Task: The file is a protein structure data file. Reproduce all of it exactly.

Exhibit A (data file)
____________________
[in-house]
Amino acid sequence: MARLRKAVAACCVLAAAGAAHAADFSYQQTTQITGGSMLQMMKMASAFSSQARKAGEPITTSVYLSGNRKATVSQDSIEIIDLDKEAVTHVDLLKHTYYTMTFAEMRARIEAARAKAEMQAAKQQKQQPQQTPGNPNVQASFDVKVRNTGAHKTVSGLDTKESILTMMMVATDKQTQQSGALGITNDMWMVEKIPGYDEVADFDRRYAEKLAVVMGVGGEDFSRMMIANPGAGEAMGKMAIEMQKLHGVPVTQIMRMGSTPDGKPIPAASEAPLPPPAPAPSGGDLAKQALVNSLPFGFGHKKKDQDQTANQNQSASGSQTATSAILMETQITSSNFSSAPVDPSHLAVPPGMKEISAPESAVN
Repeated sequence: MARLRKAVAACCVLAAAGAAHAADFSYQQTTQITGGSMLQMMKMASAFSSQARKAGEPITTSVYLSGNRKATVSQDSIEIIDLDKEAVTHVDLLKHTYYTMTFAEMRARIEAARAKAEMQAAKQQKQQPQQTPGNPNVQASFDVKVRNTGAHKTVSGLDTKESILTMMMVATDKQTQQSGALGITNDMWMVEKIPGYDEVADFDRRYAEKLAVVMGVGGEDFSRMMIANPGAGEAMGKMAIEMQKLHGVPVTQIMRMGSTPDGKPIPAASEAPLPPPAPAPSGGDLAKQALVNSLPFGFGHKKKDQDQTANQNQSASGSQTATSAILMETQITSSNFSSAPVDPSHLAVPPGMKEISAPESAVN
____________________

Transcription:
[in-house]
Amino acid sequence: MARLRKAVAACCVLAAAGAAHAADFSYQQTTQITGGSMLQMMKMASAFSSQARKAGEPITTSVYLSGNRKATVSQDSIEIIDLDKEAVTHVDLLKHTYYTMTFAEMRARIEAARAKAEMQAAKQQKQQPQQTPGNPNVQASFDVKVRNTGAHKTVSGLDTKESILTMMMVATDKQTQQSGALGITNDMWMVEKIPGYDEVADFDRRYAEKLAVVMGVGGEDFSRMMIANPGAGEAMGKMAIEMQKLHGVPVTQIMRMGSTPDGKPIPAASEAPLPPPAPAPSGGDLAKQALVNSLPFGFGHKKKDQDQTANQNQSASGSQTATSAILMETQITSSNFSSAPVDPSHLAVPPGMKEISAPESAVN
Repeated sequence: MARLRKAVAACCVLAAAGAAHAADFSYQQTTQITGGSMLQMMKMASAFSSQARKAGEPITTSVYLSGNRKATVSQDSIEIIDLDKEAVTHVDLLKHTYYTMTFAEMRARIEAARAKAEMQAAKQQKQQPQQTPGNPNVQASFDVKVRNTGAHKTVSGLDTKESILTMMMVATDKQTQQSGALGITNDMWMVEKIPGYDEVADFDRRYAEKLAVVMGVGGEDFSRMMIANPGAGEAMGKMAIEMQKLHGVPVTQIMRMGSTPDGKPIPAASEAPLPPPAPAPSGGDLAKQALVNSLPFGFGHKKKDQDQTANQNQSASGSQTATSAILMETQITSSNFSSAPVDPSHLAVPPGMKEISAPESAVN